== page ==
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A GUIDE TO THE HISTORY AND HERITAGE OF PENCADER HUNDRED  
Glasgow

Glasgow The village of Glasgow is located in the center of Pencader Hundred, which also places it in the center of Welsh Tract. Prior to being called Glasgow it was called New Glasgow, Aikentown, Aikenís Tavern and Pencader. It was formed around Pencader Meetinghouse built shortly after William Penn set up the 30,000 acre land grant known as Welsh Tract in 1701. How or why the name Glasgow was chosen is not certain. It may have been named after Glasgow, Scotland or for a local landowner William Glasgow. During the Revolutionary War the name Aikenís Tavern was used, deriving from the tavern operated by John Aiken.

In 1791 Matthew Aiken, brother of John, purchased land from James Stewart that adjoined the Meetinghouse now known as Pencader Presbyterian Church. It was Aikens intention to lay out a planned single street village. Other towns or villages in the region, such as Newark, Christiana, and Stanton grew as unplanned communities. When Matthew Aiken purchased the land consisting of about nine acres, only a few buildings besides the church were present: ďa large and commodious Brick House, Brick Store House and lot of Ground with other improvements, known by the name of Aikenís TavernĒ, a ďlot of Ground with a Two-Story Brick Messuage; Tan Yard and other improvementsĒ located to the south of the in tersection, a blacksmith shop, a frame house, and three log dwellings. The north-south road at Glasgow ran North to Coochís Bridge and South to Middletown. The road West to Elkton started from Aikenís Tavern (about 1200 feet of the present intersection). The road East to New Castle started just south of the Tavern and angled off behind the Pencader Church. The remains of this road can still be seen on the church property. The present day intersection was laid out as a result of a petition in 1799 making the crossroad approximately that of the current southbound lane of Route 40.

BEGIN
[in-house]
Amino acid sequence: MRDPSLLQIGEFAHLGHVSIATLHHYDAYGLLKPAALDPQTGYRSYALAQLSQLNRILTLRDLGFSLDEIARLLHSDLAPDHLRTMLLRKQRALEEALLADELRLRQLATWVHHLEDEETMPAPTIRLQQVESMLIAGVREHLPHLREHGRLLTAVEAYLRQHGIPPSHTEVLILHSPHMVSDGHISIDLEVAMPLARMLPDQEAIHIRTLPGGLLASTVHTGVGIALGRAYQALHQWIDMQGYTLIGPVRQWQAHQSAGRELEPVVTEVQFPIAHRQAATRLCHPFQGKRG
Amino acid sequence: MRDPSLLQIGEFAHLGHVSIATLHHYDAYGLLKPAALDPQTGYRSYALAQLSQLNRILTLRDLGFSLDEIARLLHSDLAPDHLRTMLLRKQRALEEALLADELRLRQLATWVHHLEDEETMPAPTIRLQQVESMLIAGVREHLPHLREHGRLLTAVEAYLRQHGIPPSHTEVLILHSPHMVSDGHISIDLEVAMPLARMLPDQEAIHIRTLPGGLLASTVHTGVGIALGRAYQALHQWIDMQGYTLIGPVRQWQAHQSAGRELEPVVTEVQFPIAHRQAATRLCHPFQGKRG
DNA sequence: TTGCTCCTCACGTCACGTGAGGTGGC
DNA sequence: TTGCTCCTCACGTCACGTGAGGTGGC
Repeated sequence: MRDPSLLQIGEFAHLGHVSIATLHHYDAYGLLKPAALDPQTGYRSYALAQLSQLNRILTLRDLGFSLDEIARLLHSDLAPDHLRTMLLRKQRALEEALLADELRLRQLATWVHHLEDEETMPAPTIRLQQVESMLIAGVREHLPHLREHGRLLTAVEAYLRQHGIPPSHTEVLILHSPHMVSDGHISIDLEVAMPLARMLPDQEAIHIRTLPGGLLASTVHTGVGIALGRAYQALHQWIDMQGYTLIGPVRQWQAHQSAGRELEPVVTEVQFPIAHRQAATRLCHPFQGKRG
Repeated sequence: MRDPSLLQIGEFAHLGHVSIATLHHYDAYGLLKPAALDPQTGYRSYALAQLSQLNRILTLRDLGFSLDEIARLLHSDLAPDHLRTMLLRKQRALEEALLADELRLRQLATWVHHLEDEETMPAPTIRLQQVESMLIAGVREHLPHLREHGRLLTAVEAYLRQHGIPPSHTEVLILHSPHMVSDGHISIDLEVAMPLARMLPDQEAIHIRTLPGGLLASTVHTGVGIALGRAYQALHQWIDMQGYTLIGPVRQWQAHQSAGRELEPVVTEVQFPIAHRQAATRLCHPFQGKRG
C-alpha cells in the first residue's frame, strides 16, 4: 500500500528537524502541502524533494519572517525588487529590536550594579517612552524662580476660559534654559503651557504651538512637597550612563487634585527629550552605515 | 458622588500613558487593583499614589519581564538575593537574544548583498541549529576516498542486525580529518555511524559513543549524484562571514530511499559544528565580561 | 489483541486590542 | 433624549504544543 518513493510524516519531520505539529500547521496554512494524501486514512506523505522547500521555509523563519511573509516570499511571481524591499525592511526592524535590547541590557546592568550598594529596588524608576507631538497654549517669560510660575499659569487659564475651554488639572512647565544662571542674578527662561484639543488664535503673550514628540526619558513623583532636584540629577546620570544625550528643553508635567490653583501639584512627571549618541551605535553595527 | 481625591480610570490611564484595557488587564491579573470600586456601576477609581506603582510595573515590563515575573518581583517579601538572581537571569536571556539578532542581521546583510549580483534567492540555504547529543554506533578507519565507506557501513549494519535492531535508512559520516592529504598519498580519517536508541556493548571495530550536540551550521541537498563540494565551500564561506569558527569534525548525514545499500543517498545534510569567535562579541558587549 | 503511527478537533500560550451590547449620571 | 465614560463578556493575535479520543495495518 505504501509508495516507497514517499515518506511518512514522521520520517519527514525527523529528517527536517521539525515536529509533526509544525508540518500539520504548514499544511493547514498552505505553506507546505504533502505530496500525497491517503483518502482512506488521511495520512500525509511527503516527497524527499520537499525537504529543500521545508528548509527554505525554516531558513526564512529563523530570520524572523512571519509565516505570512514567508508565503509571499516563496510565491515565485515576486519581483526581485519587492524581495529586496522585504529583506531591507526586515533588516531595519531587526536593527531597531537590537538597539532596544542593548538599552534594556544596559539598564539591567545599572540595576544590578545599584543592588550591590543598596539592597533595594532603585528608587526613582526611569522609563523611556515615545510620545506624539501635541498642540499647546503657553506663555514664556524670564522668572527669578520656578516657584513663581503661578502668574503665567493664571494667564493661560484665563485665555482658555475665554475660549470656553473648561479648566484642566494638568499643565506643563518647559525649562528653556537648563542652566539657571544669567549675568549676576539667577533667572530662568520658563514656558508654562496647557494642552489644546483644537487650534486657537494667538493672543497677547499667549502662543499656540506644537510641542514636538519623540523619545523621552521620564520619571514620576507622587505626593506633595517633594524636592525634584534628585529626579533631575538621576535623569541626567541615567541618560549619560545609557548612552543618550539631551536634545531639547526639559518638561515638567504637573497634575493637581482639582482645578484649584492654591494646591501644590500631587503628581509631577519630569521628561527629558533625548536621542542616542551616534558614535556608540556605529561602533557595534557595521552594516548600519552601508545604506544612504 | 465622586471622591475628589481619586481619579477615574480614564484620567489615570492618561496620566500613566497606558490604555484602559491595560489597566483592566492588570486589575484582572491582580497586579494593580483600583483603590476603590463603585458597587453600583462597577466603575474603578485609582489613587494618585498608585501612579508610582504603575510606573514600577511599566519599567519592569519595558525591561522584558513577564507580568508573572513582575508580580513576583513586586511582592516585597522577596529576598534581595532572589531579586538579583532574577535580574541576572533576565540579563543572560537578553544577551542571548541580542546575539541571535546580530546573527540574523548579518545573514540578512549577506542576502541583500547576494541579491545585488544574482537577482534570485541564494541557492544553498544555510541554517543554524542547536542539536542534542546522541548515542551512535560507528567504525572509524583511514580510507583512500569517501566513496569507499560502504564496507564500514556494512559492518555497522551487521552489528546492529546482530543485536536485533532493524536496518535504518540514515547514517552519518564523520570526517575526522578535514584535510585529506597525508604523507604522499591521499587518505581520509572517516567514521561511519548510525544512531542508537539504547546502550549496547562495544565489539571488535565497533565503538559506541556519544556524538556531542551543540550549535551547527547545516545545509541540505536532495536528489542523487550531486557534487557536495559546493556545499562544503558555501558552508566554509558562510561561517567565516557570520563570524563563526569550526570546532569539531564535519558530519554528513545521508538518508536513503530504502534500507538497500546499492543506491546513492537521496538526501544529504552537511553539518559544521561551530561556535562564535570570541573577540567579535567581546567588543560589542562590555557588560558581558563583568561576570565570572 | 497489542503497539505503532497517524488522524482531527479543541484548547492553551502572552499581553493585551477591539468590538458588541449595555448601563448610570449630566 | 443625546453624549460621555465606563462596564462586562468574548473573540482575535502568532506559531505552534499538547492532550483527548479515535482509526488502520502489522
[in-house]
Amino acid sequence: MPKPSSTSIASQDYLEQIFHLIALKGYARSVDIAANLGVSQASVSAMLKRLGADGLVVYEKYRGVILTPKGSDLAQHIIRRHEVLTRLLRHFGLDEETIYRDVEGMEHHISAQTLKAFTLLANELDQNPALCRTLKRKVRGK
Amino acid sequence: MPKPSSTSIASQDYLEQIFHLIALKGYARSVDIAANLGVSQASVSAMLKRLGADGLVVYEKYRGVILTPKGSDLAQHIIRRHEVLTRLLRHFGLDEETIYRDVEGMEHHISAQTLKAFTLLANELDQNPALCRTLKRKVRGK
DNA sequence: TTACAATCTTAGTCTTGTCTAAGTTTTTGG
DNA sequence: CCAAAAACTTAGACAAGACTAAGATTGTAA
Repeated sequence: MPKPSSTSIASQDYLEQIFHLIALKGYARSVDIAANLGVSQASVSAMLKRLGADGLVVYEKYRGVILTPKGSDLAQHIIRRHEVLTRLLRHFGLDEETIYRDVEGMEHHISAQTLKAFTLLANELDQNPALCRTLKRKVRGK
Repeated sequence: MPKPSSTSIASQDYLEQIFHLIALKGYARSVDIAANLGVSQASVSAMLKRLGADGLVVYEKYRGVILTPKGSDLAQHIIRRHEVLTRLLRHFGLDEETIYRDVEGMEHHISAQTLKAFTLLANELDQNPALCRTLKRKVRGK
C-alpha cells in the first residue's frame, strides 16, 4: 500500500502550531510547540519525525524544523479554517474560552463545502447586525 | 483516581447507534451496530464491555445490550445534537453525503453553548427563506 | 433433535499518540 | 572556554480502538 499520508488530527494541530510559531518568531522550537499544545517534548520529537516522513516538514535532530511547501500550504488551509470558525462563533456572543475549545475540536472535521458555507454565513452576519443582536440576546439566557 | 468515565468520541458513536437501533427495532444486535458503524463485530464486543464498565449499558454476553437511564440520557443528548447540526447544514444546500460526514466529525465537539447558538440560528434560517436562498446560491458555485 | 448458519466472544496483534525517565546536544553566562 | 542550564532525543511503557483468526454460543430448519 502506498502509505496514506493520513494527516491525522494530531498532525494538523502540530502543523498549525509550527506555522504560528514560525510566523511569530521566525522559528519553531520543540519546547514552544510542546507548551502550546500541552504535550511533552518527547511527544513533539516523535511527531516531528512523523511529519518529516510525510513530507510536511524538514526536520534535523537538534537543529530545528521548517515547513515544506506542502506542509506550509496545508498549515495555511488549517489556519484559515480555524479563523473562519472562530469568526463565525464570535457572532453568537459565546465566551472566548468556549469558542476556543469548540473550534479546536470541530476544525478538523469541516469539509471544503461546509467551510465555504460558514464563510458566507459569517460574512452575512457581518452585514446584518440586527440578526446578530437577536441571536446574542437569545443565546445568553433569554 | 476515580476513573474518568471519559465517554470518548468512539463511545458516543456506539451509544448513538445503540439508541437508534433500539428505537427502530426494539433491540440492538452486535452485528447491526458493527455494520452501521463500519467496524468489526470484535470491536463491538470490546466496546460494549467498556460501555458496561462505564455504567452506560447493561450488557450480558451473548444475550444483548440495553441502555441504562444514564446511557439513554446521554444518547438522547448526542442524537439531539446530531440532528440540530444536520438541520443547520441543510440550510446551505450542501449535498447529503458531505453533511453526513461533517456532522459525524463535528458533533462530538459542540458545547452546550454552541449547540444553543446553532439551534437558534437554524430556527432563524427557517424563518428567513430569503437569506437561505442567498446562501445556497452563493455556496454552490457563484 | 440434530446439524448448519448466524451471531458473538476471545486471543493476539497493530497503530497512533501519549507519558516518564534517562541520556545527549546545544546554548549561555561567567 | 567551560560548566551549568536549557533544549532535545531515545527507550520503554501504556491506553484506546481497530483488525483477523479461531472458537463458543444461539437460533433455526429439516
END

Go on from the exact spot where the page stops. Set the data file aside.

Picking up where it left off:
The village grew rapidly and the 1800 U.S. Census reported 25 dwellings and 159 inhabitants. Despite the fact that the New Castle and Frenchtown Turnpike (chartered 1809 completed 1816) went through Glasgow the growth of the village nearly slowed to a halt and the 1810 Census showed only 29 separate households and a total population, including free blacks and slaves, of 177. Maps from the late 1800ís reveal little growth with houses mainly on the north-south roadway. Also the maps show a strange feature in the east-west road called the devilís elbow. The road passes west through Glasgow then makes a right angle turn to the south for a short distance then right again to the west. The turn in the road is on the north and west of the historic building known as the Mechanic's Row in the early 1800ís. A Post Office was opened in Glasgow on January 3, 1828 under Jacob Whiteman. Robert T. Cann was postmaster in 1841, George Boulden in 1888, and Zachary Taylor Harris was postmaster on December 31, 1912, when the office was closed. Other postmasters were William Alrichs, Miss Margaret Adair, and Samuel Alrichs.


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